Hy Gardner interviews Jimmy Durante who recalls his early days in show business, Salvatore Dali explains his new technique using bullets.                                                                                                    
#13112: PIELS BEER COMMERCIAL
1956-12-02, , 1 min.
Bob Elliott, Ray Goulding

A Piels Beer commercial with Bert and Harry Piels.                       
#13113: LATE SHOW, THE
1956-12-02, WCBS, 1 min.
Announcer

February 26, 1951-April 26, 1968

"The Late Show" which for years would be New York's top feature film show, premiered on WCBS TV New York on Feb. 26, 1951 "The Late Late Show" followed not long after, as did "The Early Show." As its run accumulated, WCBS would commemorate its  anniversary the week of Feb. 26 in different ways. On Feb. 26, 1963, for example, Ch. 2 celebrated "The Late Show's 4,327th broadcast...12th anniversary by inaugurating an extended broadcast day that ended after 5 A.M., unprecedented for its time.

The standard opening of "The Late Show" had the announcer state the title of the film, its cast and some additional relevant anecdotal piece of information related to the film. The musical opening was "The Syncopated Clock," written by Leroy Anderson and recorded by Percy Faith in 1951 (released by Columbia Records). The catchy melody was noticed by the producers of the new WCBS-TV program "The Late Show," that was to be the station's first venture into late night television. Faith's rendition was chosen as the theme music for The Late Show by WCBS and several other CBS owned-and-operated stations around the country, which helped Anderson's composition become a tune that many Americans could readily hum or whistle, even if few knew the name of its composer. WCBS would also use the Faith recording to introduce a weekday afternoon movie (The Early Show) and a later-night movie offering, The Late Late Show.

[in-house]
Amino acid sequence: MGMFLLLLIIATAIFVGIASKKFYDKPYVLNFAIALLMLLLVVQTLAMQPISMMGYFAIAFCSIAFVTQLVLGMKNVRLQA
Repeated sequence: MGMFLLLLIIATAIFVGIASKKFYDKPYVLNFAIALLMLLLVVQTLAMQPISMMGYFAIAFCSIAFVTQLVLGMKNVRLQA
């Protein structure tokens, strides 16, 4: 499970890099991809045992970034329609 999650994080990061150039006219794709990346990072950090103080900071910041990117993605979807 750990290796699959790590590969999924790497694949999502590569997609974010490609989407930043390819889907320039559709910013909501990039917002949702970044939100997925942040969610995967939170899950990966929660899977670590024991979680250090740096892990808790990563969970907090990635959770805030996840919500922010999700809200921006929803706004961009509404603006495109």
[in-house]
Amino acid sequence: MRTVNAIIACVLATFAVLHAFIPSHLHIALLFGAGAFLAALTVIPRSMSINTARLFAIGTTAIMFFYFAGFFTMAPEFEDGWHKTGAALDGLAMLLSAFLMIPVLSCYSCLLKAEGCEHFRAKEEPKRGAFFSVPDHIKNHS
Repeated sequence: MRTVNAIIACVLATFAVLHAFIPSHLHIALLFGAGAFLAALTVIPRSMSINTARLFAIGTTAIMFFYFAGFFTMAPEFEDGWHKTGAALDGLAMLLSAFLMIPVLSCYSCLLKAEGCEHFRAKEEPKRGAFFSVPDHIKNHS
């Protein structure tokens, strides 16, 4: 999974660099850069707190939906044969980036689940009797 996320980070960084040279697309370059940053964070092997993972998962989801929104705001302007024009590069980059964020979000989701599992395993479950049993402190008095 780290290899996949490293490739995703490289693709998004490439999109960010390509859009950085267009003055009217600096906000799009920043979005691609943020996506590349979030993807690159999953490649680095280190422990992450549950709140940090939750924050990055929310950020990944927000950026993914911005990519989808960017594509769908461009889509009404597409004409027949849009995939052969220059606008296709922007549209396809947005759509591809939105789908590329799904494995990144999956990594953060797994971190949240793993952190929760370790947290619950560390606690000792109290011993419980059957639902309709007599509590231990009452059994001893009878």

In 2006 a shortened version of The Syncopated Clock theme music would become the standard opening of the Archival Television Audio, Inc. archived collection...musical intro preceding a specific mastered TV Audio Air Check, which had been processed and mastered from the original off the air recording.  


The last time the moniker "The Late Show" was broadcast on WCBS television, in New York, was April 26, 1968 (WOLF LARSEN (1958). The series lasted 17 years and two months, totaling 6,189 Movie broadcasts. Films still ran in the 11:30pm time slot afterwards, but without the "Late Show" opening. During the years to follow, thru the 1970's, other facsimile Late Show openings were created, a secondary version of the original series. 

"The Syncopated Clock" instrumental standard opening is heard. The announcer introduces "On Borrowed Time"
starring Lionel Barrymore. New York television debut.                                                                           
#13114: WALTER WINCHELL SHOW, THE
1956-12-09, Mutual, 12 min.